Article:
Interesting! Just as a data point on the variety of Tinderbox styles, I use the previous/next tab command roughly 1000x as often as I do “close tab.” Reason, in my case:
I set up windows with multi-tab layouts, to look at data in different ways that I prefer: Map view in one tab, an outline-agent view in another, then a couple of attribute browser views. Back in the old Tinderbox 5 era of multi-window layouts, I’d have these each in its own window, placed around the screen. Now it’s more practical for me to set them up as tab – and, for me, the point is that I set them up, and then rarely tamper with them.
(As Mark B knows, I keep experimenting with multi-window layouts in TB 7. But for whatever reason I keep encountering a “disappearing window” bug, where the multi-window layout gets boiled down to a single window, with no other damage or corruption to a file. So I’ve shifted for now to single-window/multi-tab layouts.)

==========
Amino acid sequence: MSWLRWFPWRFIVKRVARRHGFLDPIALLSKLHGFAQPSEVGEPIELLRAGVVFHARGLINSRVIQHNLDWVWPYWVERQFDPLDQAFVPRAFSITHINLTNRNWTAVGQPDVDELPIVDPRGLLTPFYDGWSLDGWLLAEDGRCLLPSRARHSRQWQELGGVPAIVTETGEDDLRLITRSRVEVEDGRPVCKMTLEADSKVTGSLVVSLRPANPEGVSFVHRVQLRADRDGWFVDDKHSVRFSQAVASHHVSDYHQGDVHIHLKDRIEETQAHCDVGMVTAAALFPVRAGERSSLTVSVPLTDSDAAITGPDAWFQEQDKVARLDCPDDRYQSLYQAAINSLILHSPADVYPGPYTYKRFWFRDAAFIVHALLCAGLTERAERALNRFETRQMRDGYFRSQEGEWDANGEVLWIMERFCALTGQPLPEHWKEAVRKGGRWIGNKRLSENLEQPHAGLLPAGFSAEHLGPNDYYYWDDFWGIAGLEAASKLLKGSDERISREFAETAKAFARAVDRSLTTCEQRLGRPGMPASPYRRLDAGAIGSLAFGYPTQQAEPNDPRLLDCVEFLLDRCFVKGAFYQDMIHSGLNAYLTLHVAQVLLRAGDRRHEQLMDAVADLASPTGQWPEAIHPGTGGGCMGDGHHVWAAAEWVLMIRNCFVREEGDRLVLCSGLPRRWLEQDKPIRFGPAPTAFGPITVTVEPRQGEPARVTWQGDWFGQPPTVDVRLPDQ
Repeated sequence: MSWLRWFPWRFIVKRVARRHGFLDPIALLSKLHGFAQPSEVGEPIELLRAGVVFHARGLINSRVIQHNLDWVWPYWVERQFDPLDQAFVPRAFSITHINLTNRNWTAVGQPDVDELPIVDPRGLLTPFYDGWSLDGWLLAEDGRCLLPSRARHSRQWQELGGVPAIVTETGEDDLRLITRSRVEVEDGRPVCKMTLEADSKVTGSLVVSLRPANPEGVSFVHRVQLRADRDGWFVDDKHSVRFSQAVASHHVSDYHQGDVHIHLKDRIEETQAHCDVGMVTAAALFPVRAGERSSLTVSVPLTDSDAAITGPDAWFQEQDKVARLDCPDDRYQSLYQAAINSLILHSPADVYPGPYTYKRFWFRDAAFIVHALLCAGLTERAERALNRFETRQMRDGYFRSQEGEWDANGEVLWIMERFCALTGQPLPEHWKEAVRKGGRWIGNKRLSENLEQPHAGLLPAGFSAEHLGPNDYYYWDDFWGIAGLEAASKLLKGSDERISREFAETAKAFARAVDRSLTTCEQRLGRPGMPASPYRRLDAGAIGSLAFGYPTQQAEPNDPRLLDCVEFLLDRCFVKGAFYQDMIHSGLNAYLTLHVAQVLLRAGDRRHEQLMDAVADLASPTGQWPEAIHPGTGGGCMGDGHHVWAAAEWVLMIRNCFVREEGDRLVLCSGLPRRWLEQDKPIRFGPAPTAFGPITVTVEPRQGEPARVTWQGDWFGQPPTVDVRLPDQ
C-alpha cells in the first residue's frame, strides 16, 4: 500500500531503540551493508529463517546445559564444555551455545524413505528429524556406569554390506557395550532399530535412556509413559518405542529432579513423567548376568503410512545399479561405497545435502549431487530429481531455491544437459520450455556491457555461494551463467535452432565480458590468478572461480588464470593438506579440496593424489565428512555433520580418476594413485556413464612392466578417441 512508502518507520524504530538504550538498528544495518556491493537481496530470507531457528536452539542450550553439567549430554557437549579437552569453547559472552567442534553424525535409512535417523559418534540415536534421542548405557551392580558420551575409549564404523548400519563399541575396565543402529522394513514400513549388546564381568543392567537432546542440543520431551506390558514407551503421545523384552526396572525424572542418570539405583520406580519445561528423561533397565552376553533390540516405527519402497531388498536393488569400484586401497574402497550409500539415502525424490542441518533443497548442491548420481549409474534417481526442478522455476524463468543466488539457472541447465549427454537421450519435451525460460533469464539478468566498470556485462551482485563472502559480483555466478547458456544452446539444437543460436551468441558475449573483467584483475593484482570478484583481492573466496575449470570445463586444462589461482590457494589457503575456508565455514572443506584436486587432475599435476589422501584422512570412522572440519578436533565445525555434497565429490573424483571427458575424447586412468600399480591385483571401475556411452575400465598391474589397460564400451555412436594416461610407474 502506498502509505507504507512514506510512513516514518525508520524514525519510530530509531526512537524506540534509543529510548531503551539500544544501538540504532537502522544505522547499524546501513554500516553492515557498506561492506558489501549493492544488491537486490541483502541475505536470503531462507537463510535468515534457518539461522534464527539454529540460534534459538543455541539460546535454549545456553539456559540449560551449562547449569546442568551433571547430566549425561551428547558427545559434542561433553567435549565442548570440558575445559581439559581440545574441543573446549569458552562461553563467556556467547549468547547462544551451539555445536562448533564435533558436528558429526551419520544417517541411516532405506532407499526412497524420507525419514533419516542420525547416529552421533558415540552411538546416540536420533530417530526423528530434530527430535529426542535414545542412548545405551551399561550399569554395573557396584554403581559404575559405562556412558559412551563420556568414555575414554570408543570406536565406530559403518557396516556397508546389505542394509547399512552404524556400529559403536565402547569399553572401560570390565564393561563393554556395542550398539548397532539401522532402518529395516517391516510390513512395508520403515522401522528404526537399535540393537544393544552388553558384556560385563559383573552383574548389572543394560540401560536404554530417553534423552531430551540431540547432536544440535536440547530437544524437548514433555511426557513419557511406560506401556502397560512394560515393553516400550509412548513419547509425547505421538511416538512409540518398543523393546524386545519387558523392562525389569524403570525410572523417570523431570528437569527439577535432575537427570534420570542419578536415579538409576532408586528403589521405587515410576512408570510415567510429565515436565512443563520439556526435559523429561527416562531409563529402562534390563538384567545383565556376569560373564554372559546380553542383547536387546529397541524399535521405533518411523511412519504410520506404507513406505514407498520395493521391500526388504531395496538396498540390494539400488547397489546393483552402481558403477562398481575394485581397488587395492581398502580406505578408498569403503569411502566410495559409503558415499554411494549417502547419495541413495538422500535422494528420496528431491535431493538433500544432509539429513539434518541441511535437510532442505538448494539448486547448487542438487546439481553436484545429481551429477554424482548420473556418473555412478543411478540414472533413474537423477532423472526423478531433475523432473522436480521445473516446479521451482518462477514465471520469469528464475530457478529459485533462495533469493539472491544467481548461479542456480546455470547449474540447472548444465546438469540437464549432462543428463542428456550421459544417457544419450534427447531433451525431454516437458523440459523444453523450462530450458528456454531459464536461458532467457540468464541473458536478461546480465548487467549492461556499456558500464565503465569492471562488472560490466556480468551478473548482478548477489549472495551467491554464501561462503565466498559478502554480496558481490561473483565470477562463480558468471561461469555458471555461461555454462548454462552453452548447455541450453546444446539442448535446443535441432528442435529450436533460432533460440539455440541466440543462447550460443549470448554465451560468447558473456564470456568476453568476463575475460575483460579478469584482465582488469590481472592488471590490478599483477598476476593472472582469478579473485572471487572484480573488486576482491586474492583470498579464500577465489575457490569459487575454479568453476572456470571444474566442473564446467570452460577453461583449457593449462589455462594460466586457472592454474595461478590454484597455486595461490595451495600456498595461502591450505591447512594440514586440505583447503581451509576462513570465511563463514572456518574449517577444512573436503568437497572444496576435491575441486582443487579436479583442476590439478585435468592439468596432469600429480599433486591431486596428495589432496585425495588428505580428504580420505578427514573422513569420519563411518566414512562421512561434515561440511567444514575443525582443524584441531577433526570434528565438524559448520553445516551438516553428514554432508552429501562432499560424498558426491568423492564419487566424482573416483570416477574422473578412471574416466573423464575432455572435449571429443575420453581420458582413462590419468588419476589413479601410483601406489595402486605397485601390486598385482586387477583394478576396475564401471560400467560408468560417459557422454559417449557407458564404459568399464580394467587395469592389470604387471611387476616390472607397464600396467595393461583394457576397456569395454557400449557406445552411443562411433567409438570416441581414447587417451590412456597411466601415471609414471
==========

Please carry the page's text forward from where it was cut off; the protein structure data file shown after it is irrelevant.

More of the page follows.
I do sometimes delete a tab, but usually as part of the “incremental formalization” system of Tinderbox, when I have some new idea in mind for laying out data. I am mentioning this not to say it’s the right way, but just for compare and contrast on different approaches.
I had a variant of this issue: If I was working in a a multi-window file, hitting Cmd-W (rather than Shift-Cmd-W) would close just one single window – and in closing it would remove it altogether from the file’s layout. (There was no way to Undo that, and my recourse was to recreate the layout by hand or find an old version of the file and copy out the XML governing windows layout.)
I solved this problem with a step you might want to consider. Using the Apple SystemPreferences/Keyboard settings, I changed Cmd-W from this potentially destructive setting to something harmless. (I now have mapped it to “Save.”) FWIW.